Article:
• alceryes
    Anyone else see the problem with so many fans in a very small space?
    Last pic on second page says it all. The back case fan and the rad fan right next to it are literally trying to pull the exact same air. I would forgo the rear case fan when using a top-mount rad here. Of course, the pic wouldn't look as pretty. ;)
    Reply
  • Phaaze88
    @alceryesShh, the secret must not be revealed! The world will collapse if too many discover that top and rear fan exhausts next to one another... REDUCES COOLING EFFICIENCY.
    Reply
  • g-unit1111
    Looks decent, but who's going to buy from a brand called Monotech when Corsair, Lian Li, and Phanteks exist?
    Reply
  • tek3195
    g-unit1111 said:
    Looks decent, but who's going to buy from a brand called Monotech when Corsair, Lian Li, and Phanteks exist?

    Me, and others with limited budget. A quick look at NewEgg for mATX case by the three manufacturers you listed has a price range of $125.64 ~ $199.99. The Montech Air 100 Lite that I just purchased was $52.99. That's a huge difference.
    Reply
  • g-unit1111
    tek3195 said:
    Me, and others with limited budget. A quick look at NewEgg for mATX case by the three manufacturers you listed has a price range of $125.64 ~ $199.99. The Montech Air 100 Lite that I just purchased was $52.99. That's a huge difference.

    Fractal Design Focus G- $62.99
    https://pcpartpicker.com/product/vPp323/fractal-design-focus-g-mini-black-microatx-mini-tower-case-fd-ca-focus-mini-bk-w
    Cooler Master Masterbox Lite - $52.99
    https://www.newegg.com/black-cooler-master-masterbox-q300l-micro-atx/p/N82E16811119331?quicklink=true
    Antec Dark Phantom - $59.99
    https://www.newegg.com/black-antec-dark-phantom-micro-atx-tower/p/N82E16811129247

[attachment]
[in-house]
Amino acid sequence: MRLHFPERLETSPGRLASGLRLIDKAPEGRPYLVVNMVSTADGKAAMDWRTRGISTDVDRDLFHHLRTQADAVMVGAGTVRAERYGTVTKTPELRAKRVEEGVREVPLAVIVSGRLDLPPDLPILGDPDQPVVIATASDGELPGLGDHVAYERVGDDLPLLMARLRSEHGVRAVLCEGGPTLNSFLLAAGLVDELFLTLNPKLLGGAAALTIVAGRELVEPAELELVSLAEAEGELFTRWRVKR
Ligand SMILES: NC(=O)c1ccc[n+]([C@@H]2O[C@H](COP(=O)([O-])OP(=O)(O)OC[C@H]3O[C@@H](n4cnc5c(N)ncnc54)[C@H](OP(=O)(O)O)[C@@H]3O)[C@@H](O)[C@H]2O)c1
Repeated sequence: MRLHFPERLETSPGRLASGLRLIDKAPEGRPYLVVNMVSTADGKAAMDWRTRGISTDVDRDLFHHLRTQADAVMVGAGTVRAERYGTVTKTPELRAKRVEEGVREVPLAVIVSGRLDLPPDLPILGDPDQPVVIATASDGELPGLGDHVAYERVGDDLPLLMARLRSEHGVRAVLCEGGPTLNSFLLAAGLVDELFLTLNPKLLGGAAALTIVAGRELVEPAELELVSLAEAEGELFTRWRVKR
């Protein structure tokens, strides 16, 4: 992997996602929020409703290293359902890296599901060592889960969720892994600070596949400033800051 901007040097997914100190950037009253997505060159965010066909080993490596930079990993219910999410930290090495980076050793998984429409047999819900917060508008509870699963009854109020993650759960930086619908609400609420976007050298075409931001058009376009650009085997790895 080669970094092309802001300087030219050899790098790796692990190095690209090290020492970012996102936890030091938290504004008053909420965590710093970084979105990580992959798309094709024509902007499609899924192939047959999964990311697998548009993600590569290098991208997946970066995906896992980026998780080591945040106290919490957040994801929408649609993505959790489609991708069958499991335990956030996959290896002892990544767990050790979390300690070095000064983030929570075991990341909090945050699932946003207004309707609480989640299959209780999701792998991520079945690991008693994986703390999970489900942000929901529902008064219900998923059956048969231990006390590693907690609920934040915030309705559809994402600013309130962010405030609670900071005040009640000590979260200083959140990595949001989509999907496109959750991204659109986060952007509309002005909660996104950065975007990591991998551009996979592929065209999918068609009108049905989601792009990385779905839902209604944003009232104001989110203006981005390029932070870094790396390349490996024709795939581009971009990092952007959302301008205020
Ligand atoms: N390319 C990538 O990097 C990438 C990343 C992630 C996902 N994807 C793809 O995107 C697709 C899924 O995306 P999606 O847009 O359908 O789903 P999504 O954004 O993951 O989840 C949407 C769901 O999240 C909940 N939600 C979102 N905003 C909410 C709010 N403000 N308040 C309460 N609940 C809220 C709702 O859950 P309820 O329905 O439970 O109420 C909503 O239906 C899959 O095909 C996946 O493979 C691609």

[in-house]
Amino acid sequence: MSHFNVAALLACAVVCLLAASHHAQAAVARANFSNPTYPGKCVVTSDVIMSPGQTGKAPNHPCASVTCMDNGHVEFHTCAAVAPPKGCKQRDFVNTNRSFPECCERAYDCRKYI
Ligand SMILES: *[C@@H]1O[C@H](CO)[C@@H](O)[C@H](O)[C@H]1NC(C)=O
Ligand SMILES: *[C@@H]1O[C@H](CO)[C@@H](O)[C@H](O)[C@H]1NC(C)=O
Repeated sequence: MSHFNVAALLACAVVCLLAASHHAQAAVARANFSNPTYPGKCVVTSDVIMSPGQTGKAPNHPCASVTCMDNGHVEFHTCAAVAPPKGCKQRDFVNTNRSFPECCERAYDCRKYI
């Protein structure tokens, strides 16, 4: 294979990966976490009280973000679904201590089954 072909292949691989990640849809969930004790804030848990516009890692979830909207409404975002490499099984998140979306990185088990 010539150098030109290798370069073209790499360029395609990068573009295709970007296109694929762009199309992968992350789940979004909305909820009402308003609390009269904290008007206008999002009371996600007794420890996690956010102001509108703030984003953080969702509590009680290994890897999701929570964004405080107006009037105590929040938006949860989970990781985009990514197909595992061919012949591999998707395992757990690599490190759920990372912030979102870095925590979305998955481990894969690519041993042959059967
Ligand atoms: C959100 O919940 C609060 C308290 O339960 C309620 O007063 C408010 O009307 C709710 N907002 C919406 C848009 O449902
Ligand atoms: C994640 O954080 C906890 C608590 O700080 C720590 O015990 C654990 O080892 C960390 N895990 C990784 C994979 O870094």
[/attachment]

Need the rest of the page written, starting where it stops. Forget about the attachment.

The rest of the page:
Any of those would be better choices. If you haven't heard of the brand, it's probably crap.
    Reply
  • tek3195
    g-unit1111 said:
    Fractal Design Focus G- $62.99
    https://pcpartpicker.com/product/vPp323/fractal-design-focus-g-mini-black-microatx-mini-tower-case-fd-ca-focus-mini-bk-w
    Cooler Master Masterbox Lite - $52.99
    https://www.newegg.com/black-cooler-master-masterbox-q300l-micro-atx/p/N82E16811119331?quicklink=true
    Antec Dark Phantom - $59.99
    https://www.newegg.com/black-antec-dark-phantom-micro-atx-tower/p/N82E16811129247
    Any of those would be better choices. If you haven't heard of the brand, it's probably crap.

    I admit I didn't go shopping for best deals, I simply clicked on one website and did a quick search for a general idea. I also only looked for the brands you had mentioned in your first post. The examples you've given are not the same brands, but, I would imagine that at some point nobody had heard of them either. Before I bought the Montech case I looked at everything I could find about it, I did my homework. I also didn't buy one of several other better known brands because of cooler clearance, I had to have 160mm for new Frost Commander. The big new cooler was the reason for buying the new case. Even this review didn't call it out as a bad case. There were just a few reviews on you tube and they all seemed to be good. A couple of them raved about it with one calling it his new favorite mATX case. Sometimes you have to give new things a try. Simply never having heard a name before doesn't make for a piece of crap. I mean I've never heard of you before, but I still like you, you're on tom'sHardware.

    Edit: Now that I've built in it, I don't know that there is a better choice at that price point. For the Lite model anyway, it's an awesome performer for $52.00. Yes, the holes for top fans need washers and removable expansion slots would have been nice to have, but airflow is ridiculous. I have the exact same thermals as I had with an open bench setup waiting for case to arrive. I run Linux and with GTKStressTest using Matrix:All methods with 8 workers it runs a max 76C with a 160W load according to powertop. Same hour long test repeated three times with same results. I didn't pay any attention to gpu as I don't play any games so it never occurs to me to really check temps. For me, keeping same cpu temps as an open bench seems pretty awesome. Especially with power limits turned up to prevent any throttling from i7-9700. It will run 4.5GHz all cores for an hour drawing 140W~160W load without a hiccup.

    I did change the way they mount front fans. I moved fans to inside of chassis to increase distance from mesh and to allow use of side vent strips on front panel. I've got 3x Arctic Bionix P120 in front intake and the two Montech 120mm as top intake. I believe I'm going to remove the P120 that I have in rear exhaust spot and see what it does without it. It may as well be mounted to the rear of Frost Commander 140 and can't move as much air, so I don't know if its needed.
    Reply